Mary Washington campus uproar over Yik Yak app after student murder

Posted at 10:59 AM, May 07, 2015
and last updated 2015-05-07 11:00:44-04

FREDERICKSBURG, Va. — The popular anonymous app Yik Yak finds itself at the center of a growing controversy after a prominent member of a feminist group was murdered at a Virginia university. Grace Rebecca Mann, a junior at the University of Mary Washington, and member of UMW’s Feminists United, was killed in April. Mann was a vocal leader in the group, and she was particularly outspoken about an incident in which the school’s rugby team engaged in chants calling for violence against women — including rape and necrophilia.

Mann was harassed on Yik Yak before her murder, after members of the rugby team incorrectly assumed that the Feminists United called for the college to suspend the team’s members. Mann was named in the “Yaks” and she had said that she feared for her safety, though it’s unclear whether her murder was related to the harassment on Yik Yak.

Steven Vander Briel, a former UMW rugby club member and roommate of Mann’s, has been charged with first-degree murder. He is accused of strangling Mann to death.

Grace Rebecca Mann and Steven Vander Briel.

Grace Rebecca Mann and Steven Vander Briel.

The feminist group claims that the college’s administration didn’t go far enough to protect them from the harassment.

With the help of the national women’s rights organization Feminist Majority Foundation and attorneys Debra Katz and Lisa Banks, the campus group plans to bring a Title IX complaint to the Department of Education on Thursday. They hope UMW will take action to stop the harassment and work to prevent it in the future.

The complaint alleges that the group’s members feared for their safety after more than 700 sexist, threatening Yaks were posted about Feminists United or the group’s individual members.

“Gonna tie these feminists to the radiator and grape them in the mouth,” said one Yak. The app, which allows people to post social media messages without revealing their names, filters out certain words, such as “rape,” but users have found ways to get around that by using similar sounding words.

“Dandy’s about to kill a bitch…or two,” said another.

“Can we euthanize whoever caused this bulls–t?” another said.

The group says they complained to UMW’s administration, but the university’s staff told them to take up their case with Yik Yak.

“While the University has no recourse for such cyber bullying, Yik Yak and other social media sites do,” the University’s Title IX coordinator Leah Cox told the students in an email, according to the complaint. “If you find yourself the subject of an abusive or threatening comment on social media, please immediately file a report so that the site can take administrative action.”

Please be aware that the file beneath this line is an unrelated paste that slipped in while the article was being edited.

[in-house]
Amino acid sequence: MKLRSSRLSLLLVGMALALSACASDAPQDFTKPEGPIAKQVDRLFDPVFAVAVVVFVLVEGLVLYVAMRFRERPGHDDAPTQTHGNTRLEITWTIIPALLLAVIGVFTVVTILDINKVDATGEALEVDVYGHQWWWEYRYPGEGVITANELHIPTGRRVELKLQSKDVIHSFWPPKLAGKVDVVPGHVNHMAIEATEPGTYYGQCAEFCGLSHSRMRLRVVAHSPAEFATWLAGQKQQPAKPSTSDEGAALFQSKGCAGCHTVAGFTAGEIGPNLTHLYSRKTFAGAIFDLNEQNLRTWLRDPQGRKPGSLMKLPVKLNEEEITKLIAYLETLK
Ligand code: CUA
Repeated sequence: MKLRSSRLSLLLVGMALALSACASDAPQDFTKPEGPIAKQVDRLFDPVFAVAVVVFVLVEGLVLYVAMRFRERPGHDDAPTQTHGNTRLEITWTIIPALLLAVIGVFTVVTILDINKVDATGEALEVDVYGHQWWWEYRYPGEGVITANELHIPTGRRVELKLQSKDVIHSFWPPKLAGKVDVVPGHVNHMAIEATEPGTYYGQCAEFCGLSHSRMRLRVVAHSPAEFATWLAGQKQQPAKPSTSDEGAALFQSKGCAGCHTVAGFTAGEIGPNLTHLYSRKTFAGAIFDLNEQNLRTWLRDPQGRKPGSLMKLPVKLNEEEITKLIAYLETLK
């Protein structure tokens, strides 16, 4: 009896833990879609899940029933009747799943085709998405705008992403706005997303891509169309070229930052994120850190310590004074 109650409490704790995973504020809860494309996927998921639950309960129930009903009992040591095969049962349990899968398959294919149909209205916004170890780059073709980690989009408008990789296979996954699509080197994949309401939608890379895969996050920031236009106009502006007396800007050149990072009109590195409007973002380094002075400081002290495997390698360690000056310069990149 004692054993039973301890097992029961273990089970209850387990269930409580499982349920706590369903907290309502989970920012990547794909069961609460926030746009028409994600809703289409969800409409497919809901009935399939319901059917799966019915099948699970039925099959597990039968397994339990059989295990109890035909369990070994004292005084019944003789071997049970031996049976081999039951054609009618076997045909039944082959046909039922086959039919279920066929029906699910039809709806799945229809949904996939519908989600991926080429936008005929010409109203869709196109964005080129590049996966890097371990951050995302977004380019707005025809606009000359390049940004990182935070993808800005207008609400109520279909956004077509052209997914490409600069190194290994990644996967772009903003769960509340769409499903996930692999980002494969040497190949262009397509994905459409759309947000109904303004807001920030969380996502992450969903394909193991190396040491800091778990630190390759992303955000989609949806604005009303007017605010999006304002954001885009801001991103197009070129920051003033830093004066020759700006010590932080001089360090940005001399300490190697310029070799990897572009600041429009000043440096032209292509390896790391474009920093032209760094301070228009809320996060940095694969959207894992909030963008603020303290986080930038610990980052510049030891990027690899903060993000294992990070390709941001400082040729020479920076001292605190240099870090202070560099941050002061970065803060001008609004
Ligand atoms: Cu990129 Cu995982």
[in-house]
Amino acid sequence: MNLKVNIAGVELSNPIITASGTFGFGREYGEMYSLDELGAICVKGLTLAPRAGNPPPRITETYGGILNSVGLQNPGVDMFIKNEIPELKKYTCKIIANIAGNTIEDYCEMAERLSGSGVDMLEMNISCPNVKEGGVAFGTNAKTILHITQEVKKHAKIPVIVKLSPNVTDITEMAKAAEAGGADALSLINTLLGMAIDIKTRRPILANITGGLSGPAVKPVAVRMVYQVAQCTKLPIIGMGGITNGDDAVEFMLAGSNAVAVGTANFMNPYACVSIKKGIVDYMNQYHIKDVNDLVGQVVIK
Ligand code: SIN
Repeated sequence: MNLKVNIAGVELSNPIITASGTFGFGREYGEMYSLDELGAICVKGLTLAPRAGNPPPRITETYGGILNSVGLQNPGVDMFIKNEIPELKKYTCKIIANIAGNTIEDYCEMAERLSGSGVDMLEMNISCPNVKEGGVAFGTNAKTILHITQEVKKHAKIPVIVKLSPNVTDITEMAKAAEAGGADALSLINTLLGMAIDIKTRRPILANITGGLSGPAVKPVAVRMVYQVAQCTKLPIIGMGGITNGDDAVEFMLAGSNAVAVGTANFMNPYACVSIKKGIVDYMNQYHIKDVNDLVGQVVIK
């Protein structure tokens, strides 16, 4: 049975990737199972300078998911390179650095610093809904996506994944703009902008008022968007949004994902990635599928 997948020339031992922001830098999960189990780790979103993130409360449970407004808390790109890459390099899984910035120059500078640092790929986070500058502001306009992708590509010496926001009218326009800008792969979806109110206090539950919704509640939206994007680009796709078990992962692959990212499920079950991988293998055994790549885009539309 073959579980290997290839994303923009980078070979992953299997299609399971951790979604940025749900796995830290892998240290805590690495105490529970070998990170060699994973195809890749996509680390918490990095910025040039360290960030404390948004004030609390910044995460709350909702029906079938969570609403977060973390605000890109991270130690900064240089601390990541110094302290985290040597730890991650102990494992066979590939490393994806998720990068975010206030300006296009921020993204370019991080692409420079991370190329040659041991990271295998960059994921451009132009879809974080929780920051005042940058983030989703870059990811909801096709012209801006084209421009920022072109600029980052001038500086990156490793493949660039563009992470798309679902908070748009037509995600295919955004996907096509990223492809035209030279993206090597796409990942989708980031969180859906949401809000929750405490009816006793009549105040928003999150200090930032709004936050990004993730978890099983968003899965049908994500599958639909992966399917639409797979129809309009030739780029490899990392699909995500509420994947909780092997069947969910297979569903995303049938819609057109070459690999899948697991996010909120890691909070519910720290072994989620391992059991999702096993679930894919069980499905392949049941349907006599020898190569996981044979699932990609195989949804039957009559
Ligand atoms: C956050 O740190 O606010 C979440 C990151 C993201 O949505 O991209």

The university denied the group’s request to shut down access to Yik Yak on campus, citing First Amendment concerns. That also would not have completely blocked access, since Yik Yak can be accessed on mobile networks that the university does not control.

After members of Feminists United reached out to Yik Yak, they say the company did not respond to their requests. Though the complaint is not directed at Yik Yak, Katz, the group’s attorney, said, “Yik Yak does have some responsibility here.”

“What we’re seeing is increased use of Yik Yak for cyberbullying over race, gender and sexual orientation,” Katz told CNNMoney.

She also said that she believes prosecutors and the university need to get to the bottom of whether Mann’s killer was posting on Yik Yak and directing threats at her. Since Yik Yak posts are anonymous, that could be tricky to pin down. In its privacy statement, Yik Yak says it doesn’t collect users’ names or contact information, but, upon request, it could provide law enforcement with certain identifying information, including a user’s location IP address or data about a user’s device.

A spokesman for Yik Yak could not be immediately reached for comment. In a statement published in the Washington Post, Yik Yak said it is working to make changes to its app.

“It’s always disappointing to see rare instances occur that simply don’t represent what Yik Yak is all about, and guarding against misuse is something we take very seriously,” the company told the Post. “We’ve taken significant measures so far by adding filters, pop-up warnings, reporting, and moderation within the app, and we will constantly work to enhance these measures.”

The university did not respond directly to the complaint, since it has not yet been filed yet. But a spokesman said the college responded to the students’ complaints.

“To the university’s knowledge, no known reports of direct threats of violence and/or sexual assault have gone unheeded,” the university said in a statement. “The University of Mary Washington’s No. 1 priority has been and continues to be the creation and maintenance of a safe environment where all students can learn and grow.”



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